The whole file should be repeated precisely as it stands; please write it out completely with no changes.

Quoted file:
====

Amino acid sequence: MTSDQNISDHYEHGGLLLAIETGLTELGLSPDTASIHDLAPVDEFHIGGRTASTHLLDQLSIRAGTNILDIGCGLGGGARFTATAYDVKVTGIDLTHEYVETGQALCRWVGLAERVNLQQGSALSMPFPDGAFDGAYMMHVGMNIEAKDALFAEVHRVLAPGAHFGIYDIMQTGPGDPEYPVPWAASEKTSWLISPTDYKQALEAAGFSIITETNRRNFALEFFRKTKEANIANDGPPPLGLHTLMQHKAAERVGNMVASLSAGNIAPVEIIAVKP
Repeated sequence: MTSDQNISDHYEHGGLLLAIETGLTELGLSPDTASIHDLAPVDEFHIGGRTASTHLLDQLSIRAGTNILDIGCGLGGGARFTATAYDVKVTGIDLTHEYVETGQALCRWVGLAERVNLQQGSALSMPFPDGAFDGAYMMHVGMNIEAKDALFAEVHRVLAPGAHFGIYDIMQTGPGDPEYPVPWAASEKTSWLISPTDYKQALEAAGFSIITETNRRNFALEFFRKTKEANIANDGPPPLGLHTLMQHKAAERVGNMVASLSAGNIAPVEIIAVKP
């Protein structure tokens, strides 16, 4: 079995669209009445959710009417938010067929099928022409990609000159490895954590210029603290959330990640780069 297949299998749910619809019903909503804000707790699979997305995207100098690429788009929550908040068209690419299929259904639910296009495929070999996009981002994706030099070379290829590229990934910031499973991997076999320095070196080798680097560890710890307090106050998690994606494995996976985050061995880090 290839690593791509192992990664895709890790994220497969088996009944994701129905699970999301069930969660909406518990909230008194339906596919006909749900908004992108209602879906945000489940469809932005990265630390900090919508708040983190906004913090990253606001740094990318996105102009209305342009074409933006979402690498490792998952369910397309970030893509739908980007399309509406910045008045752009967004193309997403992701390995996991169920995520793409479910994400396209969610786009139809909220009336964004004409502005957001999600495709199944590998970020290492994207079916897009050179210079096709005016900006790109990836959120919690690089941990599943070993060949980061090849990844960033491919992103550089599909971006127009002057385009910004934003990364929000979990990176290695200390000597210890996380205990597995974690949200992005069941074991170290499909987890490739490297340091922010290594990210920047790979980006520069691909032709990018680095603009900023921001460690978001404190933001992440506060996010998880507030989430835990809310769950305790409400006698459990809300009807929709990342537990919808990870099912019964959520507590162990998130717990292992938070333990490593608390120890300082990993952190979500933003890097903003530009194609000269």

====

Amino acid sequence: MTSDQNISDHYEHGGLLLAIETGLTELGLSPDTASIHDLAPVDEFHIGGRTASTHLLDQLSIRAGTNILDIGCGLGGGARFTATAYDVKVTGIDLTHEYVETGQALCRWVGLAERVNLQQGSALSMPFPDGAFDGAYMMHVGMNIEAKDALFAEVHRVLAPGAHFGIYDIMQTGPGDPEYPVPWAASEKTSWLISPTDYKQALEAAGFSIITETNRRNFALEFFRKTKEANIANDGPPPLGLHTLMQHKAAERVGNMVASLSAGNIAPVEIIAVKP
Repeated sequence: MTSDQNISDHYEHGGLLLAIETGLTELGLSPDTASIHDLAPVDEFHIGGRTASTHLLDQLSIRAGTNILDIGCGLGGGARFTATAYDVKVTGIDLTHEYVETGQALCRWVGLAERVNLQQGSALSMPFPDGAFDGAYMMHVGMNIEAKDALFAEVHRVLAPGAHFGIYDIMQTGPGDPEYPVPWAASEKTSWLISPTDYKQALEAAGFSIITETNRRNFALEFFRKTKEANIANDGPPPLGLHTLMQHKAAERVGNMVASLSAGNIAPVEIIAVKP
């Protein structure tokens, strides 16, 4: 079995669209009445959710009417938010067929099928022409990609000159490895954590210029603290959330990640780069 297949299998749910619809019903909503804000707790699979997305995207100098690429788009929550908040068209690419299929259904639910296009495929070999996009981002994706030099070379290829590229990934910031499973991997076999320095070196080798680097560890710890307090106050998690994606494995996976985050061995880090 290839690593791509192992990664895709890790994220497969088996009944994701129905699970999301069930969660909406518990909230008194339906596919006909749900908004992108209602879906945000489940469809932005990265630390900090919508708040983190906004913090990253606001740094990318996105102009209305342009074409933006979402690498490792998952369910397309970030893509739908980007399309509406910045008045752009967004193309997403992701390995996991169920995520793409479910994400396209969610786009139809909220009336964004004409502005957001999600495709199944590998970020290492994207079916897009050179210079096709005016900006790109990836959120919690690089941990599943070993060949980061090849990844960033491919992103550089599909971006127009002057385009910004934003990364929000979990990176290695200390000597210890996380205990597995974690949200992005069941074991170290499909987890490739490297340091922010290594990210920047790979980006520069691909032709990018680095603009900023921001460690978001404190933001992440506060996010998880507030989430835990809310769950305790409400006698459990809300009807929709990342537990919808990870099912019964959520507590162990998130717990292992938070333990490593608390120890300082990993952190979500933003890097903003530009194609000269």